Canada Asks U.S. for Patience, Warns of Reprisal in Tariff Spat
(Bloomberg) -- Canada said the U.S. should be patient about determining whether to reimpose aluminum tariffs on imports, but says it will retaliate if the U.S. pulls the trigger.
At the heart of the tariff debate is the question of whether Canadian raw-aluminum imports have surged since tariffs were lifted in May 2019, contravening recent trade agreements. Canadian Ambassador Kirsten Hillman said there has been an increase in the production of unalloyed, or raw, aluminum as producers have been forced to shift from value-added products amid a drop in demand during the pandemic.
As the auto industry and other manufacturing sectors come back online, demand will shift back to more value-added aluminum, Hillman said. She said the situation will rectify itself in the coming months.
“Let’s take a little time to see how this settles out and make sure that this trade is following the normal patterns that one would expect in a time like this,” Hillman said Wednesday in a telephone interview. “If tariffs are imposed we’ll have very few options other than to respond with duties on U.S. imports.”
Hillman didn’t rule out retaliating on agricultural products in the event that the U.S. reimposes tariffs on the lightweight metal. The ambassador said the agreement to lift the tariffs provided that retaliation would be limited to aluminum and aluminum products. But if the deal isn’t respected, there might be a possibility to retaliate on something other than aluminum, she said.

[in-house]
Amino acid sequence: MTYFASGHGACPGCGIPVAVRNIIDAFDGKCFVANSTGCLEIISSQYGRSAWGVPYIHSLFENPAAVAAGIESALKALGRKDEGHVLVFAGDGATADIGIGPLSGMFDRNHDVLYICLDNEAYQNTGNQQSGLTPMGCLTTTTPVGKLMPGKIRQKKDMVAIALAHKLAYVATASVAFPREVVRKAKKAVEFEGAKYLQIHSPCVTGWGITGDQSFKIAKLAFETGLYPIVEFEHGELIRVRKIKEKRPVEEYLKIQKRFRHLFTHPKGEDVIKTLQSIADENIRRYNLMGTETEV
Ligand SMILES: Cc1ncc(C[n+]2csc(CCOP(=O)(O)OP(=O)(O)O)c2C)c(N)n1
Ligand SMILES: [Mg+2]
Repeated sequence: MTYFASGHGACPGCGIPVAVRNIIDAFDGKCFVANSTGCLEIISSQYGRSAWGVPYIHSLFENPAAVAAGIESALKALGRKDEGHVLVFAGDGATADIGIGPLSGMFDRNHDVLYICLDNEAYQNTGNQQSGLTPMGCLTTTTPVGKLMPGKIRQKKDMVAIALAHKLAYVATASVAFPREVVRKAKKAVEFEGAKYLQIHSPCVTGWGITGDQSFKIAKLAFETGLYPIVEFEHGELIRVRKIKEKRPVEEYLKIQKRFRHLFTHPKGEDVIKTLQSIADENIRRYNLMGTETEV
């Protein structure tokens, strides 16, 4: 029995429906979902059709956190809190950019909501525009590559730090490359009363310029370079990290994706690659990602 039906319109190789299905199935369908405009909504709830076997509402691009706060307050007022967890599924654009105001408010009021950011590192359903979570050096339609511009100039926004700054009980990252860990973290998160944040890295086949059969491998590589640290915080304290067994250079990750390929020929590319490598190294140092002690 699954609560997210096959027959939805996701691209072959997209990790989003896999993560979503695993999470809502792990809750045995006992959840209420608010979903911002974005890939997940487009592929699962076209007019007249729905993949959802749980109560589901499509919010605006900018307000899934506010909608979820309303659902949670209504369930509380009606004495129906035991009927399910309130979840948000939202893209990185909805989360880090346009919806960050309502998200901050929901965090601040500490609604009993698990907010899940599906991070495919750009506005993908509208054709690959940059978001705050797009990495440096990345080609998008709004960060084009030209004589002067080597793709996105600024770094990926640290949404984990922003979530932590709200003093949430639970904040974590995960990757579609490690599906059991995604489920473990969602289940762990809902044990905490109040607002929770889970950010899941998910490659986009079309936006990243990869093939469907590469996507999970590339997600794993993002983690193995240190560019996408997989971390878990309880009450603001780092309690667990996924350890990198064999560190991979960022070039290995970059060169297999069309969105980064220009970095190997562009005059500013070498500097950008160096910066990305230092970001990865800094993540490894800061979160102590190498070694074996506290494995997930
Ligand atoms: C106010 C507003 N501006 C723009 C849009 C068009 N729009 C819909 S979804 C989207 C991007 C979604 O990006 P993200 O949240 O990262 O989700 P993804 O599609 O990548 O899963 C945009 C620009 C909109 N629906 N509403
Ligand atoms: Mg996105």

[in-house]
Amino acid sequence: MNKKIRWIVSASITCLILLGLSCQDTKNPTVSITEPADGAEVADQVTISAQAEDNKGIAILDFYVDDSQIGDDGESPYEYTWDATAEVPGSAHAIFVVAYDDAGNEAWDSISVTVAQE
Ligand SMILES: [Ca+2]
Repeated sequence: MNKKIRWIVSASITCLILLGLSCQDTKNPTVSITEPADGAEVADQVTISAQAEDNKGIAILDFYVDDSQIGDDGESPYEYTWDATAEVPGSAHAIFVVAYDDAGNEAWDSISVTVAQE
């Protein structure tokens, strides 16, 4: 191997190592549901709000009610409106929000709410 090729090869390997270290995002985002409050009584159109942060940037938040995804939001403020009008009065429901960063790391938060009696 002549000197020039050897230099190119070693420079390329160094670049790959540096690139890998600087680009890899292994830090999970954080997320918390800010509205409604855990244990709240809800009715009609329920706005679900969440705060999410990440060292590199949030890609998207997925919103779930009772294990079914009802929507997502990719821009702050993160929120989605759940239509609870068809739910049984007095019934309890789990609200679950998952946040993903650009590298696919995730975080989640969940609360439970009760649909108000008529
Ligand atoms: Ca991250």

Last month U.S. Trade Representative Robert Lighthizer tried to reassure Iowa Senator Chuck Grassley, who has a large constituency of farmers that have been impacted by trade wars, that Canada couldn’t retaliate on agriculture if the U.S. reimposed tariffs. “There’s no decision yet on how we would respond,” Hillman said in the phone interview.
U.S. officials and executives have been at odds about how to proceed. Lighthizer and some U.S. producers have complained that raw-aluminum imports from Canada have jumped. On the hand, the U.S. Aluminum Association, which represents Alcoa Corp., Rio Tinto Group and dozens of other aluminum-parts makers, said imports are consistent with levels prior to the implementation of the Trump administration’s Section 232 tariffs.
Hillman said Canadian officials have heard the U.S. was considering reimposing a 10% tariff on unalloyed aluminum from Canada, as Bloomberg News reported last month.
Alcoa told investors in April that it has shifted 20% of value-added output to raw-aluminum production because value-added products can’t be stored as easily as the raw, processed metal. Other producers around the globe are doing this to prevent having to shut down smelter capacity, which is costly.
Tariffs are the wrong move during an economic downturn, Hillman said, especially now that the United States-Mexico-Canada Agreement has been brought into force.
“The very last thing the U.S. manufacturing sector needs as it’s seeking to recover from this economic downturn is additional taxes on manufacturing imports,” Hillman said. “It’s going in the wrong direction.”
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